Frequently called Black Rhinoceros, this species is more appropriately known as the Hook-lipped Rhinoceros, due to the triangular-shaped upper lip. They are dark grey with slightly lighter underparts, but the body colour is influenced by its habit of wallowing in dust and mud.
While they look very similar, the lifestyles pf the black and white rhino differ significantly. Black Rhino are browsers and live in wooded areas where they find their food and can hide away. They tend to be secretive animals.
Once the Black Rhino was widely distributed through-out the southern African region, but they now occur naturally only in some KwaZulu-Natal reserves, north-western Namibia, the Zambezi Valley and in some parts of southern Mozambique. Unfortunately, the Black Rhino population has been brought to the verge of extinction through relentless poaching.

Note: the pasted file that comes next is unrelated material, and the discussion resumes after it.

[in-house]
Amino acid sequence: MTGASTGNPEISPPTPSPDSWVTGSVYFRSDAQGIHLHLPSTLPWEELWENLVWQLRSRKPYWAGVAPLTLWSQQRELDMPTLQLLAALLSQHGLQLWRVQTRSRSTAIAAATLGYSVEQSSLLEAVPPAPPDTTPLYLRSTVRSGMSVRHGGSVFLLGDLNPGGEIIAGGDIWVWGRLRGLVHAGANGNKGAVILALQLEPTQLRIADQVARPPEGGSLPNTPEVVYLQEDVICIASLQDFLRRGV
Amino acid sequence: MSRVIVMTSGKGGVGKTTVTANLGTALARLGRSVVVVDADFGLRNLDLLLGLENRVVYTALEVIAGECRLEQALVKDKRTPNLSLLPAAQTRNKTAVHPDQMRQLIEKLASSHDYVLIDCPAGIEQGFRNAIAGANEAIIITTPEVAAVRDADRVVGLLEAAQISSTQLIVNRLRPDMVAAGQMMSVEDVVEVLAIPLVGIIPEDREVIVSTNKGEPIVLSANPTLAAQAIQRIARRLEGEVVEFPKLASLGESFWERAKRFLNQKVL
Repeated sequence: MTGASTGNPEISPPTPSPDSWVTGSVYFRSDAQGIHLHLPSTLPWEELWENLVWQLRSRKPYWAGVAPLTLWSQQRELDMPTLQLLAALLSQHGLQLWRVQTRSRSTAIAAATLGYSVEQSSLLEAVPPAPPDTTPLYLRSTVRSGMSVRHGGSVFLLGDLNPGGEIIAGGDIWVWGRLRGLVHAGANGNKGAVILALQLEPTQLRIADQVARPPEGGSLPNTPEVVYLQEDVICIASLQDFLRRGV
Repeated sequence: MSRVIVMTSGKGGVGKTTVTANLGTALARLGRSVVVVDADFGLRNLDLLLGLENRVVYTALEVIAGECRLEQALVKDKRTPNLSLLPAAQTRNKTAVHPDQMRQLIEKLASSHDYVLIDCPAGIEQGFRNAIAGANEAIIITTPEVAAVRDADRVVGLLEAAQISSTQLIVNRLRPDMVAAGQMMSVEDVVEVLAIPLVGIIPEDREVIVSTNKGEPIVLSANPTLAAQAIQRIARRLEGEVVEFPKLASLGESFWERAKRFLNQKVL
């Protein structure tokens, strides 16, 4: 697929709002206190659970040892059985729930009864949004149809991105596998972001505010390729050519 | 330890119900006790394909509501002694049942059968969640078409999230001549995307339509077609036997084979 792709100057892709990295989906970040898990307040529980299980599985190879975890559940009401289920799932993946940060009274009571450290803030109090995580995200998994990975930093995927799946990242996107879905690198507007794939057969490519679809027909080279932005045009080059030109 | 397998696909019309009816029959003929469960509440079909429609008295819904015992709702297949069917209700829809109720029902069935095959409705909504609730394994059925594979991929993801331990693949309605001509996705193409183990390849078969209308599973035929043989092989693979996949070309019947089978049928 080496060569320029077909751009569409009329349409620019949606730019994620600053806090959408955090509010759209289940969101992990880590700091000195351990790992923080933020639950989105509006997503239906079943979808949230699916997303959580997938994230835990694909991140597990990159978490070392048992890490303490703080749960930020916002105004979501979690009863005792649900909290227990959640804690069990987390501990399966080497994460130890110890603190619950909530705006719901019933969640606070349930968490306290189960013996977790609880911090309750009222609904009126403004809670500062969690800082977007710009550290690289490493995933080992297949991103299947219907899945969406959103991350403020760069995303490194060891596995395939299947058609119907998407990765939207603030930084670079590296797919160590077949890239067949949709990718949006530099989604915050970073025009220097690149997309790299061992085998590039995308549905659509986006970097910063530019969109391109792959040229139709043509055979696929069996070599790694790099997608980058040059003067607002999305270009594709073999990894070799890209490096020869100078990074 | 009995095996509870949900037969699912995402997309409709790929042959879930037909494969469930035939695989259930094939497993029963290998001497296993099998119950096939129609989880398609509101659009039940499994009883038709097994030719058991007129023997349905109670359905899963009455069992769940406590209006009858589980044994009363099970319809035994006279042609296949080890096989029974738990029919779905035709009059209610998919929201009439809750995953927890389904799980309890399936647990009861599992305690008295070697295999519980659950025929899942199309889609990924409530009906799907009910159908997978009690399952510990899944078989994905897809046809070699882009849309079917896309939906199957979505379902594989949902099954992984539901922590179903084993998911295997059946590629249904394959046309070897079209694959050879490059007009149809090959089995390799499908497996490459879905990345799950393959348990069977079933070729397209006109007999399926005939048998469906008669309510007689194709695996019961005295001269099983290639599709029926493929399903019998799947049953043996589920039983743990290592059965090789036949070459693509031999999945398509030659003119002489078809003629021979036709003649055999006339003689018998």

Currently there are less than 3,500 Black Rhinos living freely in Southern Africa, which makes it one of Africa’s top 10 most endangered animals.
The rapid decline in numbers of both African rhinoceros species is a direct result of the demand for their horns. Until recently most of the horns found their way to Yemen, where they were carved into dagger handles for tribesmen, and to the Far East, where they are used in the production of traditional medicines.